A DIY “Please Don’t Let My House Fall Down” Emergency

Alternatively titled: Wherein a large portion of my house was threatens to fall down and now I need a drink.

How’s your Friday going?

In our little corner of Michigan we have a wind advisory for sustained winds of 30 MPH and wind gusts of 45-50 MPH. I decided to work from home today for reasons completely unrelated to the wind or sanity– I suspect smart thing to do in 50MPH winds is probably not to hole up in a 80 year old, structurally un-sound garage. But here we are.

And I’m not entirely sure what prompted me to look out the garage windows and stare at the front porch for a while after that, but thank god I did, because after 3 minutes of staring I realized that I wasn’t seeing an optical illusion and one of the temporary porch supports was, in fact, blowing in the wind.

I tried to give it a half-ass push back onto the foundation– to no avail– and then indulged in 15 seconds of panic since no one was unavailable to come help with this little problem.

And then I was like, um hello? Have I not accomplished much harder things that lifting the porch roof 1/8″ up so I can get the support back in place? Okay, actually, maybe not. But listen, if there’s one thing I know it is that almost every problem can be fixed with a hammer. And some leverage.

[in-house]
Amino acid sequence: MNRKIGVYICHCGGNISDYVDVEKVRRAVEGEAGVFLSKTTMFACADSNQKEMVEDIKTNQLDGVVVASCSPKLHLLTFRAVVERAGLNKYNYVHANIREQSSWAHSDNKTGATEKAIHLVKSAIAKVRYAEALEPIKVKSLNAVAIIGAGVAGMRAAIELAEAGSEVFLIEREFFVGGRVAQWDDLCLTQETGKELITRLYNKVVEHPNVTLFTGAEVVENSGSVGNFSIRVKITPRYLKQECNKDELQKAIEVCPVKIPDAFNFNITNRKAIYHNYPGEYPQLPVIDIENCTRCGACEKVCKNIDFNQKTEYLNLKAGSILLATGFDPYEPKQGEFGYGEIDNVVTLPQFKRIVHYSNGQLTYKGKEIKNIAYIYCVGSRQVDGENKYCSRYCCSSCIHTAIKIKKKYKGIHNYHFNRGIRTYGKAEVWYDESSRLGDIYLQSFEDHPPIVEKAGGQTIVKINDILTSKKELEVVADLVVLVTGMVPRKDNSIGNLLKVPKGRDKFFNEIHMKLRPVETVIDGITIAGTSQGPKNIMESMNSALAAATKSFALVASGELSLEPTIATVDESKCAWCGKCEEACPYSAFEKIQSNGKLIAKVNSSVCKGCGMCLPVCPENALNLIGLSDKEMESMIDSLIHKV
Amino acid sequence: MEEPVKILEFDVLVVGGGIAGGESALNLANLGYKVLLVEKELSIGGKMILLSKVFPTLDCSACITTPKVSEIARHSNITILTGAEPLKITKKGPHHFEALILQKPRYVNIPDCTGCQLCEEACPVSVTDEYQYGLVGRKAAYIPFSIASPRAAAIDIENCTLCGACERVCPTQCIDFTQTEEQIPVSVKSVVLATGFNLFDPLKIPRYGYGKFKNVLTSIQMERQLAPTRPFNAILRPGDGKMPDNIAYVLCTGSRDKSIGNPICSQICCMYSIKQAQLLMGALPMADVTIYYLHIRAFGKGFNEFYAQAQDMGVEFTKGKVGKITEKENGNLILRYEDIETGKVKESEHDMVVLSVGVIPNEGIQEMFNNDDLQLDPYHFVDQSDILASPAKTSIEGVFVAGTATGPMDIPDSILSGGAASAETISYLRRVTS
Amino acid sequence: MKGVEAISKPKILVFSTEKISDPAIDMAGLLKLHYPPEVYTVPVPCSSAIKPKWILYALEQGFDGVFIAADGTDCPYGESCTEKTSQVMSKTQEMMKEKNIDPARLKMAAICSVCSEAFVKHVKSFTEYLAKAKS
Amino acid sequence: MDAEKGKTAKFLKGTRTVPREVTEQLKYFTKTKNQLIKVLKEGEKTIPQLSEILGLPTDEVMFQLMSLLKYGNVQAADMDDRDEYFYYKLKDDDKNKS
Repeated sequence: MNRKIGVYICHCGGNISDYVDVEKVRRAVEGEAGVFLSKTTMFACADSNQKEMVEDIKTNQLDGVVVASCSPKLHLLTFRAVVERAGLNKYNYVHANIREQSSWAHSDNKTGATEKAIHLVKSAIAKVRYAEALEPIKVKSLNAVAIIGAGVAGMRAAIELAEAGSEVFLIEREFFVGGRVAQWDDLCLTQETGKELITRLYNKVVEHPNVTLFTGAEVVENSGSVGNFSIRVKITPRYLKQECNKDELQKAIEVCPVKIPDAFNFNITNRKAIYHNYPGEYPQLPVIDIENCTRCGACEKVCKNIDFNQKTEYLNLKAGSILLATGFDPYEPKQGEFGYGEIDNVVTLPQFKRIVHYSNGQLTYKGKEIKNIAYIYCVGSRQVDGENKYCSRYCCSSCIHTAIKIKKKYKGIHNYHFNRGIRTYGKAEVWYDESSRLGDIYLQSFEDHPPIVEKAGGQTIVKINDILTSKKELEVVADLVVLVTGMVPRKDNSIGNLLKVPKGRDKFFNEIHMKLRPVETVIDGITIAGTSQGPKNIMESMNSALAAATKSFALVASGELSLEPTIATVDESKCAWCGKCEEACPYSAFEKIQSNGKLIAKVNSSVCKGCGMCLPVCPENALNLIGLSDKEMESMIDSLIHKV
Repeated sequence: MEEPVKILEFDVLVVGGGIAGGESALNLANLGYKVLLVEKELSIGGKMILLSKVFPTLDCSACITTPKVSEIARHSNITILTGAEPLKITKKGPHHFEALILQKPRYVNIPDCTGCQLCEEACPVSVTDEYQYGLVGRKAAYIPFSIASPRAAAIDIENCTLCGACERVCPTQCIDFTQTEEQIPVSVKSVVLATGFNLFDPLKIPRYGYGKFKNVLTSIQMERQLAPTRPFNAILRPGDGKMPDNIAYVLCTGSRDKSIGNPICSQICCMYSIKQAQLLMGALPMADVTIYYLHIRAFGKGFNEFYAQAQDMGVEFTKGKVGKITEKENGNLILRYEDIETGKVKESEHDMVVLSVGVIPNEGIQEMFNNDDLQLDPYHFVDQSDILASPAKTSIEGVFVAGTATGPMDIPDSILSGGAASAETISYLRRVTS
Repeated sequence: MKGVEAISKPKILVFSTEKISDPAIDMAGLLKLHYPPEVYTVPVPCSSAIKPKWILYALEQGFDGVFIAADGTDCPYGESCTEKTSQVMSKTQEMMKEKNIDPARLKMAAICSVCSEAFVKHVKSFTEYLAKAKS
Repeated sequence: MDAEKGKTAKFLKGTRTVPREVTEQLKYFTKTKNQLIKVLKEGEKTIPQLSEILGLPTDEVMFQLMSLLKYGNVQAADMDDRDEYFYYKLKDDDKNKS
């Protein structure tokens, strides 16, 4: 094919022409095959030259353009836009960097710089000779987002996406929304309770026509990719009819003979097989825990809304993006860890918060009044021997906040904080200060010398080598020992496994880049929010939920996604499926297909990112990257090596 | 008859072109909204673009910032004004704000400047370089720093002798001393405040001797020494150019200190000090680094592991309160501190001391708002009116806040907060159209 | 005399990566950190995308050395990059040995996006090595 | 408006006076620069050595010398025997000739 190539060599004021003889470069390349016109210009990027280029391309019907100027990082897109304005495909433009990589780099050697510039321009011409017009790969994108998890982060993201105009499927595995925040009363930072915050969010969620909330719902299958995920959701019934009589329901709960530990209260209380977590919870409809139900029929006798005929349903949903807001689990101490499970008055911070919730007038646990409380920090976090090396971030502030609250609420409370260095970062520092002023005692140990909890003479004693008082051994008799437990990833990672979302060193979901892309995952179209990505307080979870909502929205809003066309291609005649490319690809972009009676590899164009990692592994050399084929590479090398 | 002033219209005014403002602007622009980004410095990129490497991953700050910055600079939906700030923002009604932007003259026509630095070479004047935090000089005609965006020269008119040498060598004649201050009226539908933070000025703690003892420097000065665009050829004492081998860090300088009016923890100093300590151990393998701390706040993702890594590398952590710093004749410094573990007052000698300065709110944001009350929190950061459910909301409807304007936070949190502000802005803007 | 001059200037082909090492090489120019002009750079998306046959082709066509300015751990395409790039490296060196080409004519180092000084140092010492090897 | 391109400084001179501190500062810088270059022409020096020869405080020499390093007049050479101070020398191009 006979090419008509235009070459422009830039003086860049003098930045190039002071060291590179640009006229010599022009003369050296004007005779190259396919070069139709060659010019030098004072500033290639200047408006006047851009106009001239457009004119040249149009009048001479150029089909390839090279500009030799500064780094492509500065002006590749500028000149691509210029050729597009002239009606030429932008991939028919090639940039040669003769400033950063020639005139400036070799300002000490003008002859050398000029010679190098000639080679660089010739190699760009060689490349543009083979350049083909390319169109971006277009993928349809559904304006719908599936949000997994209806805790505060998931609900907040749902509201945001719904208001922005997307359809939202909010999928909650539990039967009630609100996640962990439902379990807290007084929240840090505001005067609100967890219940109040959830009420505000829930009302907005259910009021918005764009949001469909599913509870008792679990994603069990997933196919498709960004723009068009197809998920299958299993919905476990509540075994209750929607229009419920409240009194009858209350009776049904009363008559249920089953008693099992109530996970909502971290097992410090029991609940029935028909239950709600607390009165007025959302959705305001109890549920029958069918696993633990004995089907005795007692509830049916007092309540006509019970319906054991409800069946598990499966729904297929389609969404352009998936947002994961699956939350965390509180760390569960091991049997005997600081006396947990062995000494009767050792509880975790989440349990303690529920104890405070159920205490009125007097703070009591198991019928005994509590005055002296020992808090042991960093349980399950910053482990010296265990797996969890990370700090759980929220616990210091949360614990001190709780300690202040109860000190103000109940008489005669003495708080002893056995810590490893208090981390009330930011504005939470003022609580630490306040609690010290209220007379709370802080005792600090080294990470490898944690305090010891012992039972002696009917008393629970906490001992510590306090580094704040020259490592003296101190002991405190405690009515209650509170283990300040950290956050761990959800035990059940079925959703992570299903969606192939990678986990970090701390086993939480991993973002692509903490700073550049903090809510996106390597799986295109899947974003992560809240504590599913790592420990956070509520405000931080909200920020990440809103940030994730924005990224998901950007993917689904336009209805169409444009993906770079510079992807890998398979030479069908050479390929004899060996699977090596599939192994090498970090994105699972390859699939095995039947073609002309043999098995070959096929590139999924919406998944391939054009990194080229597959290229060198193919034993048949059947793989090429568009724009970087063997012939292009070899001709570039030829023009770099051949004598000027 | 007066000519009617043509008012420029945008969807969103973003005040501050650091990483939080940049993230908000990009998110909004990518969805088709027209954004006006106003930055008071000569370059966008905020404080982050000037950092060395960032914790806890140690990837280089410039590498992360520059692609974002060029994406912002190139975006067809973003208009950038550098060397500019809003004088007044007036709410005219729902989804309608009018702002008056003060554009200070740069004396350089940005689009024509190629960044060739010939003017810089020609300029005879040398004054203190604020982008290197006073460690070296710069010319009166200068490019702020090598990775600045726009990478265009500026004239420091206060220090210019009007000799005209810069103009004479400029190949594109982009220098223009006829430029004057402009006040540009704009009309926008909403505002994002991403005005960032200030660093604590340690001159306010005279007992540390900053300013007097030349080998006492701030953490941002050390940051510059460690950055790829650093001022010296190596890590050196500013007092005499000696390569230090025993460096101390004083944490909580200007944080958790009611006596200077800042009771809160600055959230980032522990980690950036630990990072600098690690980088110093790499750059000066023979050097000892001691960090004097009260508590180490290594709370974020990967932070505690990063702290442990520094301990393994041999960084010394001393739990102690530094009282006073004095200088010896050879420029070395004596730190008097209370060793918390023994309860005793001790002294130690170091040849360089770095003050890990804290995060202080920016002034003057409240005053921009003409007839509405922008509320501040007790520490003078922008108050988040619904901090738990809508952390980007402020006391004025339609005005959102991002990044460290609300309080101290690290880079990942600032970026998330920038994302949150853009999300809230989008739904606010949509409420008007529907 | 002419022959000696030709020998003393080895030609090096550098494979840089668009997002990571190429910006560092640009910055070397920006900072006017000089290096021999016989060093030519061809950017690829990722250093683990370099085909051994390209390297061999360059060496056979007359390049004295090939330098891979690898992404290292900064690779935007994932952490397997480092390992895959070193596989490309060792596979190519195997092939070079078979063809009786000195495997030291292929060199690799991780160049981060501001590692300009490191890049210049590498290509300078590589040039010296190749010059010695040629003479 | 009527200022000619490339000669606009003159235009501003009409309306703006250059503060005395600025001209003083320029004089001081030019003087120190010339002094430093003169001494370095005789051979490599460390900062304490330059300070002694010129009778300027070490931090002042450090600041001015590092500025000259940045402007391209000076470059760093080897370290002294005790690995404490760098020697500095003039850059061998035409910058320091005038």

First, I planted my feet and tried to lift the support back up into place using nothing but my legs and a prayer…I’m not sure that I’ve ever exerted that much upward force on an object ever in my life. I think I felt blood vessels in my eyeballs start to pop. And, the damn thing didn’t move even a little.

Then I decided to try using my brain a little. And a hammer.

I put this board in place and hit the bottom of it with a hammer until it had raised the support the necessary amount. (I probably hit the board over 150 times with all my strength to get it there.)

Then more hammering to get it on to the foundation.

Good news: The house did not fall down.

 

8 Responses

    1. I think the wind actual lifted up on the roof, and then the support was free to swing out. Shims would have been a good idea, but I don’t think I could have got any under it… hopefully our concrete pads will be in soon, and then the real supports can go in place!

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